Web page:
What is it?
Hand, foot and mouth disease is a common viral illness in children. It is not related to foot and mouth disease associated with cattle.
Symptoms of hand, foot and mouth disease can vary for each person but usually includes a mild fever, painful sores in the mouth, a rash that can be flat or raised with blisters on hands and feet and feeling unwell.
How does it spread?
The hand, foot and mouth virus is spread from person to person by direct contact with poos of an infected person, when someone with the illness coughs or sneezes, spraying droplets of fluid from the nose or throat, and contact the fluid from blisters.
Three to seven days after a person is infected by the virus, symptoms will start to appear.
A person is most infectious in the first week of the illness.
A child with hand foot and mouth should stay at home if they are unwell or have blisters. This is very important for infants and toddlers who may dribble that can spread the illness quickly through a centre.
The fluid inside the blisters is very infectious, this means that a child can only return to the centre when the blisters have dried and crusted over. If there are only a small number of blisters that can be covered, the child may return to the centre.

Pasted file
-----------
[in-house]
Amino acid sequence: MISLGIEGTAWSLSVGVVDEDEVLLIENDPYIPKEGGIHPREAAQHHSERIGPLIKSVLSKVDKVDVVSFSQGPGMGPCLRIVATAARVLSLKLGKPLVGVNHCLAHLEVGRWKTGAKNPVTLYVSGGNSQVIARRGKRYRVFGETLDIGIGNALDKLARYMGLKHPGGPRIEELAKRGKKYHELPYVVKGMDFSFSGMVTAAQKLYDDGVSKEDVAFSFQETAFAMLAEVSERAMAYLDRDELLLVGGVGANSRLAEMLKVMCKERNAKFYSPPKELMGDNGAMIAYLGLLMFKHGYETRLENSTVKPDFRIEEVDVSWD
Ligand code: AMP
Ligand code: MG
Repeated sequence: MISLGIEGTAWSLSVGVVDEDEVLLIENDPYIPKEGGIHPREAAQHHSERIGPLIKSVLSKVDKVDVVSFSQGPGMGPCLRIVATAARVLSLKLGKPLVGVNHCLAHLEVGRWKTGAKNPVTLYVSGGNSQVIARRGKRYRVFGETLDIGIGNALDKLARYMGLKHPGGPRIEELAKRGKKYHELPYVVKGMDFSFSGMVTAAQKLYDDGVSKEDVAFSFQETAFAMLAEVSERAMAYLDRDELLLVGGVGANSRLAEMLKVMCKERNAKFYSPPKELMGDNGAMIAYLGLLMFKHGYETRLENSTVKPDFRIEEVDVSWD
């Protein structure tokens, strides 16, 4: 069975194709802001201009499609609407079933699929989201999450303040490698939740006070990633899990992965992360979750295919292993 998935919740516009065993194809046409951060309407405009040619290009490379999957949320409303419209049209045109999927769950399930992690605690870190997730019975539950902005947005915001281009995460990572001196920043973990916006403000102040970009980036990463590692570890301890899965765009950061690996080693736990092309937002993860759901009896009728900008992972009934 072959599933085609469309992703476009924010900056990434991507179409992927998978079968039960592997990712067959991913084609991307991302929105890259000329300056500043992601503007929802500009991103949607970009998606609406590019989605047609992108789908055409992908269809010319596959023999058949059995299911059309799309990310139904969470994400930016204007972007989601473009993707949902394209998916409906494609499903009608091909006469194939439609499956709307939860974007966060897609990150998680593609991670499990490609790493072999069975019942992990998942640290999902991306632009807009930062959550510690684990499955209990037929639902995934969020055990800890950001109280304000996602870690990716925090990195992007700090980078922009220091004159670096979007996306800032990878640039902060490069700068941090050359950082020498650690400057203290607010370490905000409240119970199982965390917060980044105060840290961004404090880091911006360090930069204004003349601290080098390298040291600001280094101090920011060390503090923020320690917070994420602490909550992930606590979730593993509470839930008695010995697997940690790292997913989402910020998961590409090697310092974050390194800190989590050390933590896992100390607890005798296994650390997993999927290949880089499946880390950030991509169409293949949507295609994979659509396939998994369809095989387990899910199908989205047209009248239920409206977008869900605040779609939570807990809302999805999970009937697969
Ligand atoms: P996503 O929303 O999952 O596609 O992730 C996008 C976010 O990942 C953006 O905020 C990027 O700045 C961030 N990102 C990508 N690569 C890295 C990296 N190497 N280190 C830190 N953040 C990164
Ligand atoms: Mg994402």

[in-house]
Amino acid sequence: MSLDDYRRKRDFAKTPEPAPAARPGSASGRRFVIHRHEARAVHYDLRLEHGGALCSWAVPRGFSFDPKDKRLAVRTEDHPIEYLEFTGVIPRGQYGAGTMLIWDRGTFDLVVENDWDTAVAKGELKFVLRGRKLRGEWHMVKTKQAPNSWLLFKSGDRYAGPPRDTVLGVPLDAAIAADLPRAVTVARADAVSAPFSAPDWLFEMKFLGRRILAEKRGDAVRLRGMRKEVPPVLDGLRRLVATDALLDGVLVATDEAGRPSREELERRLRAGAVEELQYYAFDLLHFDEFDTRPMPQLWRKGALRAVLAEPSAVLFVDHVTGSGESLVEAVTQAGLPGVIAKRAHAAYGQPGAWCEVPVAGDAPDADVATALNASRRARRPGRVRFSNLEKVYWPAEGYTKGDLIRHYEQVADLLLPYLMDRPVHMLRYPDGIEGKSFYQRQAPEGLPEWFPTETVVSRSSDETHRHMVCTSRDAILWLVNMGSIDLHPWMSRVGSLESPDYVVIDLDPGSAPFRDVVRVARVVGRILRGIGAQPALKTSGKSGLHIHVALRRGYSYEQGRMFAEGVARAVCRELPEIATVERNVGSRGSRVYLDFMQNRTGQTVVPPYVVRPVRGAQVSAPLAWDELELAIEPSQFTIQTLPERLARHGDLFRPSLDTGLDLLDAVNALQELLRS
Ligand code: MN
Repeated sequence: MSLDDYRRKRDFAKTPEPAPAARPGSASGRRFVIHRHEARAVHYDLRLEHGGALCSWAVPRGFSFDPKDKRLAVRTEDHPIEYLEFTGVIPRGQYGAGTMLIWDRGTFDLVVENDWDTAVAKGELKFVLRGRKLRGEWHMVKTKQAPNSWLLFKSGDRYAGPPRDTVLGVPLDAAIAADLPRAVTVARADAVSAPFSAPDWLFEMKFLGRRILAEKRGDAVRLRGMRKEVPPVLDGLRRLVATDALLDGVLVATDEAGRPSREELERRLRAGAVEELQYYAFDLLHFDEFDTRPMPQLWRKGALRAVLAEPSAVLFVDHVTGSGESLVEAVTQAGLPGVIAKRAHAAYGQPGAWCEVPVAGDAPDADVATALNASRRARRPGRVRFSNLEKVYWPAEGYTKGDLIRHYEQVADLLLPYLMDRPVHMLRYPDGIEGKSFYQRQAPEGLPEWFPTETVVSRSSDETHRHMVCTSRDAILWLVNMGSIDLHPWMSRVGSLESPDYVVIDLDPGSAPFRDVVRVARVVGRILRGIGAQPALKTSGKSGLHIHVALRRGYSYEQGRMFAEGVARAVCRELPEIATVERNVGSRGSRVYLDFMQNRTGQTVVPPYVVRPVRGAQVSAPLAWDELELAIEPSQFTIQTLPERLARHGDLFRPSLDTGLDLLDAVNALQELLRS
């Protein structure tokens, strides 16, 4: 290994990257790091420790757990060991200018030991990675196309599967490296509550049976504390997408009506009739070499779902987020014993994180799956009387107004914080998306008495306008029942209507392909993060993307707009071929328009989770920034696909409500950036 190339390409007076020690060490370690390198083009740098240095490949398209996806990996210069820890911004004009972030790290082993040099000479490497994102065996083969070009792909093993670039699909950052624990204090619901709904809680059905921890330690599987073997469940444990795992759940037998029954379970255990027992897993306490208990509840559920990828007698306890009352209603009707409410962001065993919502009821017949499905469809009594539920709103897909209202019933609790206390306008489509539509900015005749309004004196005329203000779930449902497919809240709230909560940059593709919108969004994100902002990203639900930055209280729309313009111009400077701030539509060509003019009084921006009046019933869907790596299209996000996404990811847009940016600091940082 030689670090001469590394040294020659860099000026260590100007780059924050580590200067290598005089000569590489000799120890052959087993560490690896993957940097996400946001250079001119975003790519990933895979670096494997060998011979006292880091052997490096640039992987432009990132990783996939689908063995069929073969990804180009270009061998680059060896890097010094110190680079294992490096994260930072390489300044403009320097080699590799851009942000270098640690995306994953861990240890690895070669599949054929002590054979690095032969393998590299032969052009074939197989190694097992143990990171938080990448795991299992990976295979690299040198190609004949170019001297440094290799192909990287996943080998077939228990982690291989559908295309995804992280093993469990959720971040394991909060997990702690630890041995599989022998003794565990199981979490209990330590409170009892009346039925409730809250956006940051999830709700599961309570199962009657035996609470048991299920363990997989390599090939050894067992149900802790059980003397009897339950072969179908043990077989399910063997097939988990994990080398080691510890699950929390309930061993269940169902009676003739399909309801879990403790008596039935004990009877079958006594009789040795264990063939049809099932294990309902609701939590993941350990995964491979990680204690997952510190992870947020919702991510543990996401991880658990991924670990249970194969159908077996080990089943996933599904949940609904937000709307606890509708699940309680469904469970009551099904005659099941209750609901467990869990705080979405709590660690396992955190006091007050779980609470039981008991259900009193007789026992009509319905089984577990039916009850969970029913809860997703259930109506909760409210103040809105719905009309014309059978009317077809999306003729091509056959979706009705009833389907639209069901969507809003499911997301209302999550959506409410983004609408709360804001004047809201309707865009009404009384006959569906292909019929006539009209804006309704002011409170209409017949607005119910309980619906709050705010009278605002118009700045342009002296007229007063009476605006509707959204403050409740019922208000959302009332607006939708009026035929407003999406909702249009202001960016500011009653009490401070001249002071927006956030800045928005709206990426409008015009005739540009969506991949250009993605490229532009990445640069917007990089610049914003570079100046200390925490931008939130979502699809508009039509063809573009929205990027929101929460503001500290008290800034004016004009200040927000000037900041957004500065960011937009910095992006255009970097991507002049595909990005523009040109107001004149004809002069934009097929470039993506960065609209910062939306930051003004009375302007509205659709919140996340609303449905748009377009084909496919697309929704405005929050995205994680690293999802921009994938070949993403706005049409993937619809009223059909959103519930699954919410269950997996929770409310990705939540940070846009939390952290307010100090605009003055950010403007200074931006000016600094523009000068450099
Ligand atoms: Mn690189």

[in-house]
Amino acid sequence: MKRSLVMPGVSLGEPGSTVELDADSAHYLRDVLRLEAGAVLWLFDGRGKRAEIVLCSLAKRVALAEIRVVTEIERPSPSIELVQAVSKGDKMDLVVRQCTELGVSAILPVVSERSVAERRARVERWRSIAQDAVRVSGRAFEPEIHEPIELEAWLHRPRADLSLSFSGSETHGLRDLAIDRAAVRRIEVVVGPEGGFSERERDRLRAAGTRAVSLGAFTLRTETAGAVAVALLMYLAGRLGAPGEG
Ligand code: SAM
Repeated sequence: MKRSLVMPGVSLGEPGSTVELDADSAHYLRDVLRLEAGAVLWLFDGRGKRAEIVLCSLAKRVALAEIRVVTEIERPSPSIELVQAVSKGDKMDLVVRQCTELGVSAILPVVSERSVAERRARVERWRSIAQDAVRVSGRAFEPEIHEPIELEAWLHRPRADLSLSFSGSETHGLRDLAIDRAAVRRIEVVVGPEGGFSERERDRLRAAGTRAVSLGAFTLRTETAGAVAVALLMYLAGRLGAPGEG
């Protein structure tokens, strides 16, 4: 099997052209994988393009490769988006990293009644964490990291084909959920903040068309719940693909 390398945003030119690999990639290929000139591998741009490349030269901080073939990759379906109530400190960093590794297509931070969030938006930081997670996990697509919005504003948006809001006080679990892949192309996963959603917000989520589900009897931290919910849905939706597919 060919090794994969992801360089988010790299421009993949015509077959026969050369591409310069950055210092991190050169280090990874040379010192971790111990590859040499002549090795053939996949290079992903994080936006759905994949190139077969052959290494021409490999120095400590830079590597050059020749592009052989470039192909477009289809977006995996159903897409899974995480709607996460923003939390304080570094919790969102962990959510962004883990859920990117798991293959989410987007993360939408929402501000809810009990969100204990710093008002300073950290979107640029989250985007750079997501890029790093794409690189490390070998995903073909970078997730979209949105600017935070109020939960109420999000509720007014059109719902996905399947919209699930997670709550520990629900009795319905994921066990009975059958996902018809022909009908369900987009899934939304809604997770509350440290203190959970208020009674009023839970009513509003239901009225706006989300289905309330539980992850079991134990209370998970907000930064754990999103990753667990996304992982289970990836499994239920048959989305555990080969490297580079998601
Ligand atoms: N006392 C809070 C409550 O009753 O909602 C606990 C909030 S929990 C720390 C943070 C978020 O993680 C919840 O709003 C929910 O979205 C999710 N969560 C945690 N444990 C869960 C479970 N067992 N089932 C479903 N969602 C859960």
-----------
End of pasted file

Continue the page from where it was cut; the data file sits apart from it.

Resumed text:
Responsibilities of staff
- Tell parents that a child at the centre has hand, foot and mouth.
- Display information about hand, foot and mouth on your notice board.
- Hand washing after nappy changes or helping children with going toilet is important; the poos can be infectious for several weeks after the initial illness.
- Make sure staff and children’s hands are washed often with soap and warm water and are thoroughly dried to prevent the spread of the virus.
- Remove play dough until there are no more cases of hand, foot and mouth.
- Increase how often you clean your toys. Rotate or put out fewer toys, this will make the increased cleaning manageable.
- Toys that children suck or chew should be cleaned in the dishwasher or washing machine separately.
- Clean all toys and surfaces with detergent, and then disinfect by wiping with or soaking in 1:10 dilute bleach (1 teaspoon bleach to 500ml water). Disinfecting toys and general surfaces such as tables is a precaution for outbreaks, not a ‘normal’ procedure. When you don’t have an outbreak frequent washing with detergent is okay.
Responsibilities of parents
- Keep your child at home if they are unwell or have blisters. Your child can return when the blisters have dried and crusted over. If there are only small numbers of blisters that can be covered the child may return to the centre.
There is no specific treatment for hand, foot and mouth. There are some medications that may provide relief from fever, aches or pain from the mouth ulcers.
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